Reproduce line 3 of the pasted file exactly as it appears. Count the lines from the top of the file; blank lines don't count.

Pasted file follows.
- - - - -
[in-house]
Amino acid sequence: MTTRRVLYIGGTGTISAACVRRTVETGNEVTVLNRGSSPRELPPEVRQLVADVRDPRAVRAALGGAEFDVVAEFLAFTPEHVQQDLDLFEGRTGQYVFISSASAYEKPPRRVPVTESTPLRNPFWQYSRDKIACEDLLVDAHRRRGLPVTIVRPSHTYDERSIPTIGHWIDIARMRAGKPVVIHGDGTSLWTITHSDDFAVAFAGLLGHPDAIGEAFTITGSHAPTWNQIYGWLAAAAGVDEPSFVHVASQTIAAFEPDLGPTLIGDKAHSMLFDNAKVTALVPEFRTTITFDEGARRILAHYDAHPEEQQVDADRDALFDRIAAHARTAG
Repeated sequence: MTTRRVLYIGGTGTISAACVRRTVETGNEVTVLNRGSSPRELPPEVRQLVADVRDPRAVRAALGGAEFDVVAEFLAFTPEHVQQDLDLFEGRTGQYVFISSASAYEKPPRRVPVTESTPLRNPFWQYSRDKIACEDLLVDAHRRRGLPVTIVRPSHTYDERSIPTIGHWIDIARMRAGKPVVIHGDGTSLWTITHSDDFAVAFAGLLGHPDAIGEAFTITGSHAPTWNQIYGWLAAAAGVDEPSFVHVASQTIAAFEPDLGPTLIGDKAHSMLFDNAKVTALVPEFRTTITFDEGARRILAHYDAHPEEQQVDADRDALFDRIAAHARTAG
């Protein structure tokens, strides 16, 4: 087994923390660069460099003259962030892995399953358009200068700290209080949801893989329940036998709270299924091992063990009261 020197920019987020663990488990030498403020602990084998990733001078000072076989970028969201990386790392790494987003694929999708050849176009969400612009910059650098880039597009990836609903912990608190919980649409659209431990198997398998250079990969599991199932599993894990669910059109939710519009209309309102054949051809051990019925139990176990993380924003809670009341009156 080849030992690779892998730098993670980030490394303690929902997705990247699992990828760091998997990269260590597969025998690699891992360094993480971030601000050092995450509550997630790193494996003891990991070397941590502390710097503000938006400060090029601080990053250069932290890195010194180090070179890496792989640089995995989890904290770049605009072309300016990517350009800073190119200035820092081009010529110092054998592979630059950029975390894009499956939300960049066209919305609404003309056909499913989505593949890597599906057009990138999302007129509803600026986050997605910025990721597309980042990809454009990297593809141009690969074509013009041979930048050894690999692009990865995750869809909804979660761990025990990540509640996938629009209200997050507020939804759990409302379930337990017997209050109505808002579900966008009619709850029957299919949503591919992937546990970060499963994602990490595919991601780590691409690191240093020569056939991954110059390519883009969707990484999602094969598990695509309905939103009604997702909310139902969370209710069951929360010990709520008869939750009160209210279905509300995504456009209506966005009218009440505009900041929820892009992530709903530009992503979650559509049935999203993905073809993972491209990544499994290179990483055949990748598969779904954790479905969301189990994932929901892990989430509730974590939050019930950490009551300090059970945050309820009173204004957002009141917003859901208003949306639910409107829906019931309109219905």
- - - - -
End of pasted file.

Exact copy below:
Repeated sequence: MTTRRVLYIGGTGTISAACVRRTVETGNEVTVLNRGSSPRELPPEVRQLVADVRDPRAVRAALGGAEFDVVAEFLAFTPEHVQQDLDLFEGRTGQYVFISSASAYEKPPRRVPVTESTPLRNPFWQYSRDKIACEDLLVDAHRRRGLPVTIVRPSHTYDERSIPTIGHWIDIARMRAGKPVVIHGDGTSLWTITHSDDFAVAFAGLLGHPDAIGEAFTITGSHAPTWNQIYGWLAAAAGVDEPSFVHVASQTIAAFEPDLGPTLIGDKAHSMLFDNAKVTALVPEFRTTITFDEGARRILAHYDAHPEEQQVDADRDALFDRIAAHARTAG